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Progressive Rock CD Reviews

Andy Summers


Review by Gary Hill

People who turn to Andy Summers' solo works looking for music like he did in the Police probably end up confused. His solo catalog is packed with music that lands in the territory of instrumental progressive music. He worked with Robert Fripp in the past, and really they seem to be kindred spirits musically. This new album is exactly what those in the know have come to expect from Summers.

This review is available in book format (hardcover and paperback) in Music Street Journal: 2017  Volume 3 at
Track by Track Review
If Anything

Ambient sounds open this. The guitar rises up to move us in new powerful directions. This is a very powerful soundscape with some great guitar soloing.

The tuned percussion elements that create the backdrop on this are classy. The guitar has a rather tentative approach, and the whole piece moves forward slowly. There is definitely a world music element to this. I really dig the rhythmic elements on this a lot.
Starting with a bit of that world music thing, this works out to an almost jazzy vibe as it moves forward. There is a cool energy and a bit of a groove to this thing. This is quite an intriguing ride.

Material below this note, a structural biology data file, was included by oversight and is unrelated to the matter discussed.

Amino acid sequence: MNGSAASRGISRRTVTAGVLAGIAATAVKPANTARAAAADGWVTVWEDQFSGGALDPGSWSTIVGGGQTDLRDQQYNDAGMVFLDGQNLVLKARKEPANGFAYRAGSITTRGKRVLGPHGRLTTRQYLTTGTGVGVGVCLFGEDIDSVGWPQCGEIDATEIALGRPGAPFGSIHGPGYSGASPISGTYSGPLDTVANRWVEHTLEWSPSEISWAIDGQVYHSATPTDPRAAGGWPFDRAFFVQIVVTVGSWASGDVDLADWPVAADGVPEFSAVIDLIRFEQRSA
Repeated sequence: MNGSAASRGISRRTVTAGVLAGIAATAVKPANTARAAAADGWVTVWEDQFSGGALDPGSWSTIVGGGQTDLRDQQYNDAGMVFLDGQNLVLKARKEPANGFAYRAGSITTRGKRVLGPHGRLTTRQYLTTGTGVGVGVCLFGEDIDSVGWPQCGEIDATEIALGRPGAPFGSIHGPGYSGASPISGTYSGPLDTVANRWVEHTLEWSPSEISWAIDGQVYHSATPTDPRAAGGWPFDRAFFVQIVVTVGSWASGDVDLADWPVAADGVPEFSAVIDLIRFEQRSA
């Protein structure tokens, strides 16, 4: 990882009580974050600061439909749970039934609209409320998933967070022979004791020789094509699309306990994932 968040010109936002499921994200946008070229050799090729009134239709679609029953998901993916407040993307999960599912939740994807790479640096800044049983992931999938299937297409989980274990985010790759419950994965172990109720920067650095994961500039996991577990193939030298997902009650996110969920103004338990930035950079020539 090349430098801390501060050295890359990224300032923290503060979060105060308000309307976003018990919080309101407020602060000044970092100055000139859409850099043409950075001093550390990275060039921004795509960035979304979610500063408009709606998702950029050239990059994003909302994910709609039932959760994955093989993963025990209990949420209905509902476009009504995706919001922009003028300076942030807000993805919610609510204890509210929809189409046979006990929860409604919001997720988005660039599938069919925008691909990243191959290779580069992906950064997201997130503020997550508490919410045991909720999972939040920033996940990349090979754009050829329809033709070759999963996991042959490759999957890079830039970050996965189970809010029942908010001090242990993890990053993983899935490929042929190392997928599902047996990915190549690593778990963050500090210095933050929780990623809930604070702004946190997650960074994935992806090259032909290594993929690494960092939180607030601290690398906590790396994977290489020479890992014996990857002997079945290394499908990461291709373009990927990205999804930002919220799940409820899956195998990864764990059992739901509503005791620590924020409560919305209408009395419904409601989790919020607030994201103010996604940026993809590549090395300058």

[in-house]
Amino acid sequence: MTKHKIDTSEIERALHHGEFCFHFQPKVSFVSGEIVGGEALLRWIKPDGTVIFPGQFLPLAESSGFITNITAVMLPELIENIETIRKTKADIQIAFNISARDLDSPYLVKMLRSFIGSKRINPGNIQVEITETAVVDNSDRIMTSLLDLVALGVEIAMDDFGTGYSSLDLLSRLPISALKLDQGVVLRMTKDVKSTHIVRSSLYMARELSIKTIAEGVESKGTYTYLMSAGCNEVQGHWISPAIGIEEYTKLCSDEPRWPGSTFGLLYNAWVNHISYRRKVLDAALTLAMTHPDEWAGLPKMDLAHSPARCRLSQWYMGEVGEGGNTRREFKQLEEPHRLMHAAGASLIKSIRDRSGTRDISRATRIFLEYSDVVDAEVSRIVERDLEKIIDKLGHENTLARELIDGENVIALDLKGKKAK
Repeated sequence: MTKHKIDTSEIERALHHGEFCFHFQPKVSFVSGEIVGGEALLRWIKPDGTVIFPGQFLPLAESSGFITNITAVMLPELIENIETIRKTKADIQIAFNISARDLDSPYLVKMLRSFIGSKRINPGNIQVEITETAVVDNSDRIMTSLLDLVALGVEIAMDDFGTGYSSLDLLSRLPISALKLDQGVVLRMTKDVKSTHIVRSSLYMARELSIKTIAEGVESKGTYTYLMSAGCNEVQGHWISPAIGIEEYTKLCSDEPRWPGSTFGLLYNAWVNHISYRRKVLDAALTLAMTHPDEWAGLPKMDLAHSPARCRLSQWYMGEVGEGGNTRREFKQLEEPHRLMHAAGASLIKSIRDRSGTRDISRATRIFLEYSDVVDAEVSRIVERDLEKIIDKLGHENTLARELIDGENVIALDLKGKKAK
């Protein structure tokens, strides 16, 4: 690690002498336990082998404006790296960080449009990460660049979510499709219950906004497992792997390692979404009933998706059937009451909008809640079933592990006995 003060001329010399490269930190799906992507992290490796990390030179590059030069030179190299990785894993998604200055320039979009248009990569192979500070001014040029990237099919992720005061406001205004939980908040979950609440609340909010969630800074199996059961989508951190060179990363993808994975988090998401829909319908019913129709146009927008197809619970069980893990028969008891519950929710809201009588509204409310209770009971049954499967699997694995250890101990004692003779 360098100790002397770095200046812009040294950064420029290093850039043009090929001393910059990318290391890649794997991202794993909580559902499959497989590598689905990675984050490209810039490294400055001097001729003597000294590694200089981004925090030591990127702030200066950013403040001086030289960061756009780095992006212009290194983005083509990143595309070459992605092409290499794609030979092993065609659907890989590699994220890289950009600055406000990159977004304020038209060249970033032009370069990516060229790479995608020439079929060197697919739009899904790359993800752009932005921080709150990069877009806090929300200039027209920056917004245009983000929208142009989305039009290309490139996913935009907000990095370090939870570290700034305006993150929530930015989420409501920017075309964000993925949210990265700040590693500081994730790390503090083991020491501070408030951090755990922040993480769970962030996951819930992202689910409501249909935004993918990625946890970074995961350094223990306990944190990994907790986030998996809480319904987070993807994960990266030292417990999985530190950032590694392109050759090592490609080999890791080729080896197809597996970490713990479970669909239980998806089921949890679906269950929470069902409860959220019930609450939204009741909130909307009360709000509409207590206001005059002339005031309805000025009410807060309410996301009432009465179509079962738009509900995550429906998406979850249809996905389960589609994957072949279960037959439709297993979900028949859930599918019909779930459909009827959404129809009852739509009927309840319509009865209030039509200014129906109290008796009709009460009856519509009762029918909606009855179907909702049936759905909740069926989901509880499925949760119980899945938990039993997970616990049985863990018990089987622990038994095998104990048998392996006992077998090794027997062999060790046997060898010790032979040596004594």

Elephant Bird
There is a major stereo effect back and forth on this piece.  Summers has worked with Robert Fripp in the past and to me, this feels like he carries a bit of that experience with him to this day. This seems a bit like something Fripp would do. In some ways it reminds me the 80s era of King Crimson. I love the shift it makes toward more rocking stuff for the guitar soloing around the three minute mark.
There is a real fusion feeling built into this. It has a bit more fire than some of the other music here. Mid-track it shifts to a spacey exploration. Then it grows back upward from there.
Haunted Dolls
I like the sonic aesthetics of this intriguing construction. There is some of the same atmospheric type sound early, but it works to a guitar solo based exploratory fusion type of jam after a bit.
The percussion is really striking on this piece. There are sections of this that lean toward jazz. There are other parts that get into some noisy instrumental prog territory. Some world music also in the mix at times. In fact, the closing movement is very much world music oriented.
Pukul Bunye Bunye
On the one hand there is a bit of world music thing running along the outside of this piece. The guitar soloing bit, though is full on rock. Then the whole thing shifts after a bit to something that feels like a celebratory world music arrangement. There are bursts of harder rock that show up as accents to that a couple times before the whole piece works toward more atmospheric sounds. A rocking movement ends the track.
Garden of the Sea
Textural atmospherics seem to chirp like birds around the arrangement at the start. Cello rises up, played by Artyom Manukyan in the only guest appearance the set. This has some intriguing musical textures as it works forward. This cut is quite pretty and does a great job of ending the set.


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